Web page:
Today I once again had the pleasure of working closely with Cops on Top, a non-profit organization that undertakes mountain climbing expeditions to the highest points in the world in order to remember and recognized the sacrifice of police officers killed in the line of duty.
Today expedition teams from across the United States and Canada took off for their respective state or territory high points to remember the first responders who were killed helping others on September 11th, 2001. We've enabled the teams to dial in via mobile or satellite phones, and their audio blogs are posted to the Cops on Top climber's weblog.
Congratulations and thanks to all the police officers and their team mates who undertook expeditions today. As a former cop and someone who's seen the positive impact the Cops on Top program has, I can tell you it means a lot to many people.
Monday, 05 September 2005
Bill Whittle is an expressive genius. He has a way of bringing out common sense and putting things in perspective, for me anyhow.
Rather than race, rather than religion, this time Bill focuses at length on a concept we all need to think about: Tribes.
"Courage isn’t free. It is taught, taught by certain tribes who have been around enough and seen enough incoming storms to know what one looks like. And I think the people of this nation, and those of New Orleans, specifically, desire and deserve some fundamental lessons in courage."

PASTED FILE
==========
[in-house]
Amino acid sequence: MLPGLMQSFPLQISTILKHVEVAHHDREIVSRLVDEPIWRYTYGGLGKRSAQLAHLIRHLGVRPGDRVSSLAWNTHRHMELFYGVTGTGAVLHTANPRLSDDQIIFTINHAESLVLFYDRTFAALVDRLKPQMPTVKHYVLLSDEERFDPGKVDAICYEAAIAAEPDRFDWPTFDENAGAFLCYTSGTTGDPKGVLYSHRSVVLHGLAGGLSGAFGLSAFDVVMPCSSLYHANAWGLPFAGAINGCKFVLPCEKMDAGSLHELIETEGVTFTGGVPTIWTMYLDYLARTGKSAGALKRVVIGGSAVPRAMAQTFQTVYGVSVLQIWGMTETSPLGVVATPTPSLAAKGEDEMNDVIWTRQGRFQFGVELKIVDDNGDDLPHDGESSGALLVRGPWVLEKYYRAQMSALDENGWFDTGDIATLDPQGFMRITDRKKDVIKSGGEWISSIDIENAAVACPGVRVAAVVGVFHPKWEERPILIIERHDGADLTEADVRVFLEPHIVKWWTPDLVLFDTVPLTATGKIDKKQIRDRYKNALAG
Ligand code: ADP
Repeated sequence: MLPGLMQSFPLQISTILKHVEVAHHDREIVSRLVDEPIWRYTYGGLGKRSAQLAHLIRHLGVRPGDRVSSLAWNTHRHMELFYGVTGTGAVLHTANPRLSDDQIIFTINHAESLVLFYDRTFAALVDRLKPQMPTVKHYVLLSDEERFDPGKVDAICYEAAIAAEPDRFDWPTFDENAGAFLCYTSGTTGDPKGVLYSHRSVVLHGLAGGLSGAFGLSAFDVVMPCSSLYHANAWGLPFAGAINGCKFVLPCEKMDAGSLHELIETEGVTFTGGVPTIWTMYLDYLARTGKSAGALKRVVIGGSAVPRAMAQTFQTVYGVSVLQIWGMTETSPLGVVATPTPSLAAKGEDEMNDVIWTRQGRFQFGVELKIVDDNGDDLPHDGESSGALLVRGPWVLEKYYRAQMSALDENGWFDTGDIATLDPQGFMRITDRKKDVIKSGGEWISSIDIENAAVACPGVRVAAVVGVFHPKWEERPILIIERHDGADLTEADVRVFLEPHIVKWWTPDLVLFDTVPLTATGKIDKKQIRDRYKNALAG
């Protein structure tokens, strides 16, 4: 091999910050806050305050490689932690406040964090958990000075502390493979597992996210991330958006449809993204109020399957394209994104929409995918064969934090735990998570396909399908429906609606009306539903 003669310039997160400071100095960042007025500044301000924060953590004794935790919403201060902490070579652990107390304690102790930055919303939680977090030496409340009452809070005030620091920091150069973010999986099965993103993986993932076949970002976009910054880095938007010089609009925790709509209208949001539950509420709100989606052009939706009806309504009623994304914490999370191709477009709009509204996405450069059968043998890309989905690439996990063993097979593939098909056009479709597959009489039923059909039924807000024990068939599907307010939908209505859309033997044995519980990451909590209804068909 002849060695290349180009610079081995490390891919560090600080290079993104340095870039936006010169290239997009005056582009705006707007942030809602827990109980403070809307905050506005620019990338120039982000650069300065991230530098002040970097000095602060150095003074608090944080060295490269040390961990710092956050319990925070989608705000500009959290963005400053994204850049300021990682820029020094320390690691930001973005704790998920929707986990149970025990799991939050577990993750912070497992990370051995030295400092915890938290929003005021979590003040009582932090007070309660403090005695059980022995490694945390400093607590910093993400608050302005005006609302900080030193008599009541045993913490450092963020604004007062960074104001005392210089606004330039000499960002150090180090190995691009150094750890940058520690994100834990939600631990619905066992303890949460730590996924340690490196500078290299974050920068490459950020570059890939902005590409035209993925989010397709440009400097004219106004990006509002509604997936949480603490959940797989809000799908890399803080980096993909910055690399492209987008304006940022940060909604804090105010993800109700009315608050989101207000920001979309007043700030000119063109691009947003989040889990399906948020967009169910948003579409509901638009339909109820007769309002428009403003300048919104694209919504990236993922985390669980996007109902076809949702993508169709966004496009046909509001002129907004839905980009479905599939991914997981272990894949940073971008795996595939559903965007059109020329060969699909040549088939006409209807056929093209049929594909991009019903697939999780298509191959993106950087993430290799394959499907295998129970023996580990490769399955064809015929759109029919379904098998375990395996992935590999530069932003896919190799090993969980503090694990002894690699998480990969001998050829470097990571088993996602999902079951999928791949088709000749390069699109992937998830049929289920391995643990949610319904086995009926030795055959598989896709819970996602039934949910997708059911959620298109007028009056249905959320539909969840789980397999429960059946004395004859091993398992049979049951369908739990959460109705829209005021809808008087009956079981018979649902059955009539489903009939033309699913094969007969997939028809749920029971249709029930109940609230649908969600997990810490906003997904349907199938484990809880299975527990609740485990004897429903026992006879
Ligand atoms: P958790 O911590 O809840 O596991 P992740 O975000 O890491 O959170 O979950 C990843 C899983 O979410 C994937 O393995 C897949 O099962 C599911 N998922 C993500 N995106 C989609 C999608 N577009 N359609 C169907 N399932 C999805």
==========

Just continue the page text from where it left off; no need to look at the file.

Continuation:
There's no way to concisely describe what he's written - so go read it for yourself. Yes, it's long and there's some harsh language, but the message is clear. Whether you agree with Bill on every point is not nearly as important as whether or not you take the time to read.
Now that Hurricane Katrina has devastated the South along the Gulf Coast, Joel Comm, author of AdSense secrets and general AdSense guru, has launched ReliefSense.com - where you can donate your AdSense revenues to the relief efforts. It's not a collection site - it's a place where you can pledge to donate to the agency of your choice.